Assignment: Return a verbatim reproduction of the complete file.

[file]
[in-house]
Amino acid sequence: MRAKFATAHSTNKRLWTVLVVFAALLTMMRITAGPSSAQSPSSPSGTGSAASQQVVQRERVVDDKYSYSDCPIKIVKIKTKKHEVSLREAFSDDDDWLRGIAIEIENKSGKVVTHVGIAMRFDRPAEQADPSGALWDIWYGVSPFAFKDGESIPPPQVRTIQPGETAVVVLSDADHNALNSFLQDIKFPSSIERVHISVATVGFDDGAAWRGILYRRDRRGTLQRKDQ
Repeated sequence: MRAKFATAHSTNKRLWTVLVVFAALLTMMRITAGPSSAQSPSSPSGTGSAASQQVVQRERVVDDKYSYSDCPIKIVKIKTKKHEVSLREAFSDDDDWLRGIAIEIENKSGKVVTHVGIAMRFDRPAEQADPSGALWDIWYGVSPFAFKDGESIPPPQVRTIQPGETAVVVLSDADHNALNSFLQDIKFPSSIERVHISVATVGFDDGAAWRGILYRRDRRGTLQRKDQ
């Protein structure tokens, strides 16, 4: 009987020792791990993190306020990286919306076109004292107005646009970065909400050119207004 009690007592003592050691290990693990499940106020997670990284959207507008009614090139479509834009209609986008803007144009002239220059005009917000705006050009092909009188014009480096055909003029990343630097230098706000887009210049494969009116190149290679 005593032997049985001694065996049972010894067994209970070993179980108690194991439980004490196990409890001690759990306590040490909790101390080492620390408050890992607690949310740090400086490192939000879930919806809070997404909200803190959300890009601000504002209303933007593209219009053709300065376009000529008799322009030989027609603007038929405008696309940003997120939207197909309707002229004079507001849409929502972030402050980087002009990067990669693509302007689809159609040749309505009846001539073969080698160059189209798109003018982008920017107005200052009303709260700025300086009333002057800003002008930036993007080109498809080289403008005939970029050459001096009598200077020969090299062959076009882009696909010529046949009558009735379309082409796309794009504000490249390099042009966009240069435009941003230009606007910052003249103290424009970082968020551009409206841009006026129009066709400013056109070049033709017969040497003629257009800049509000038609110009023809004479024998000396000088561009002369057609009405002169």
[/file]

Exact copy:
[in-house]
Amino acid sequence: MRAKFATAHSTNKRLWTVLVVFAALLTMMRITAGPSSAQSPSSPSGTGSAASQQVVQRERVVDDKYSYSDCPIKIVKIKTKKHEVSLREAFSDDDDWLRGIAIEIENKSGKVVTHVGIAMRFDRPAEQADPSGALWDIWYGVSPFAFKDGESIPPPQVRTIQPGETAVVVLSDADHNALNSFLQDIKFPSSIERVHISVATVGFDDGAAWRGILYRRDRRGTLQRKDQ
Repeated sequence: MRAKFATAHSTNKRLWTVLVVFAALLTMMRITAGPSSAQSPSSPSGTGSAASQQVVQRERVVDDKYSYSDCPIKIVKIKTKKHEVSLREAFSDDDDWLRGIAIEIENKSGKVVTHVGIAMRFDRPAEQADPSGALWDIWYGVSPFAFKDGESIPPPQVRTIQPGETAVVVLSDADHNALNSFLQDIKFPSSIERVHISVATVGFDDGAAWRGILYRRDRRGTLQRKDQ
């Protein structure tokens, strides 16, 4: 009987020792791990993190306020990286919306076109004292107005646009970065909400050119207004 009690007592003592050691290990693990499940106020997670990284959207507008009614090139479509834009209609986008803007144009002239220059005009917000705006050009092909009188014009480096055909003029990343630097230098706000887009210049494969009116190149290679 005593032997049985001694065996049972010894067994209970070993179980108690194991439980004490196990409890001690759990306590040490909790101390080492620390408050890992607690949310740090400086490192939000879930919806809070997404909200803190959300890009601000504002209303933007593209219009053709300065376009000529008799322009030989027609603007038929405008696309940003997120939207197909309707002229004079507001849409929502972030402050980087002009990067990669693509302007689809159609040749309505009846001539073969080698160059189209798109003018982008920017107005200052009303709260700025300086009333002057800003002008930036993007080109498809080289403008005939970029050459001096009598200077020969090299062959076009882009696909010529046949009558009735379309082409796309794009504000490249390099042009966009240069435009941003230009606007910052003249103290424009970082968020551009409206841009006026129009066709400013056109070049033709017969040497003629257009800049509000038609110009023809004479024998000396000088561009002369057609009405002169």